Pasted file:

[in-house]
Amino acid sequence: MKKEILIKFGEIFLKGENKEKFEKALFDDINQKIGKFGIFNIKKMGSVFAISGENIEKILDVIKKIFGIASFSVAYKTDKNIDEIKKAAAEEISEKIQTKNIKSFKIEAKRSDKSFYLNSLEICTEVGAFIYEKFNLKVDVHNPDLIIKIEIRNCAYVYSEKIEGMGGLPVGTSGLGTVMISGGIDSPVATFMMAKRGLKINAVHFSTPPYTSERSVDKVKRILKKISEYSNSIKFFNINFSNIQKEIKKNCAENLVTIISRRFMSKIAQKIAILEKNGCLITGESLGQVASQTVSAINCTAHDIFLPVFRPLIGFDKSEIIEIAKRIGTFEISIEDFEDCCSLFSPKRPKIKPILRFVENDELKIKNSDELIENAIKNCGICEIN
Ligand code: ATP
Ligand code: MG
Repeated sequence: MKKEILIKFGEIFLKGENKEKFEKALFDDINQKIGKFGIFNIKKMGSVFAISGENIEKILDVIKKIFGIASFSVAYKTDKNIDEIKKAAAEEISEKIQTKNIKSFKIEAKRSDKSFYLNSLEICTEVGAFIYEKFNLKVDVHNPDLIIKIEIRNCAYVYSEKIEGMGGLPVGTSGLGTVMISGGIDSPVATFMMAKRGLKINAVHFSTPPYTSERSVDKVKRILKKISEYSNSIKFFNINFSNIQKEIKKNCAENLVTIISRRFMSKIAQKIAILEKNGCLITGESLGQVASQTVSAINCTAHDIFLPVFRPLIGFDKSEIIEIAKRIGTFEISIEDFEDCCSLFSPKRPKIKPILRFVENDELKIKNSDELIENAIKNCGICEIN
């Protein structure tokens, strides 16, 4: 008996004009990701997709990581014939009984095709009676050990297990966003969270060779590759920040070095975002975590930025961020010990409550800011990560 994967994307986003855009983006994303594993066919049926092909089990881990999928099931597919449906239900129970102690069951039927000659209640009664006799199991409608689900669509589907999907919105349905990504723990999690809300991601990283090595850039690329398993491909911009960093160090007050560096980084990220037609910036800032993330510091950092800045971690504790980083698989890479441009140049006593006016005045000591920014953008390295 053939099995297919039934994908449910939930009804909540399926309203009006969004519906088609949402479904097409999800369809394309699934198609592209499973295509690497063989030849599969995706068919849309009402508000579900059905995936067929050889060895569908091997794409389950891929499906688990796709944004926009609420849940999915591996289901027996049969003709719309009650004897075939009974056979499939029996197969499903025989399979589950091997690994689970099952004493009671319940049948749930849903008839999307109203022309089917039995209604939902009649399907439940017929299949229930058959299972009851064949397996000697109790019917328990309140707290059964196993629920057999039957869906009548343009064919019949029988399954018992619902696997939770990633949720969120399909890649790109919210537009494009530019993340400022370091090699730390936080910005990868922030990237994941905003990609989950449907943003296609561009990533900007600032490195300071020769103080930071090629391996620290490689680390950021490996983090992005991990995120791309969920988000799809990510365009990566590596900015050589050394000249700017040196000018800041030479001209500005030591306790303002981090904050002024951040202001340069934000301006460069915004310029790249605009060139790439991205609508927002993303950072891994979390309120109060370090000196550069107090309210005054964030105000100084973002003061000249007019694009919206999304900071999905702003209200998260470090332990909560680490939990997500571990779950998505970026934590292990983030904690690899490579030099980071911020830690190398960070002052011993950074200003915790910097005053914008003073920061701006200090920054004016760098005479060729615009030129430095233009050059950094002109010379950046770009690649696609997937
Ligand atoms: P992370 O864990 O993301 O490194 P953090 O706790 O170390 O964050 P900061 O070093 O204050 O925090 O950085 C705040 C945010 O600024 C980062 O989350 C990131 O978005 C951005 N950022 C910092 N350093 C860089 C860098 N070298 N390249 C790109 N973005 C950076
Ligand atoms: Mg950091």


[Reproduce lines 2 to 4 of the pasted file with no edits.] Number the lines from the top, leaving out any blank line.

Amino acid sequence: MKKEILIKFGEIFLKGENKEKFEKALFDDINQKIGKFGIFNIKKMGSVFAISGENIEKILDVIKKIFGIASFSVAYKTDKNIDEIKKAAAEEISEKIQTKNIKSFKIEAKRSDKSFYLNSLEICTEVGAFIYEKFNLKVDVHNPDLIIKIEIRNCAYVYSEKIEGMGGLPVGTSGLGTVMISGGIDSPVATFMMAKRGLKINAVHFSTPPYTSERSVDKVKRILKKISEYSNSIKFFNINFSNIQKEIKKNCAENLVTIISRRFMSKIAQKIAILEKNGCLITGESLGQVASQTVSAINCTAHDIFLPVFRPLIGFDKSEIIEIAKRIGTFEISIEDFEDCCSLFSPKRPKIKPILRFVENDELKIKNSDELIENAIKNCGICEIN
Ligand code: ATP
Ligand code: MG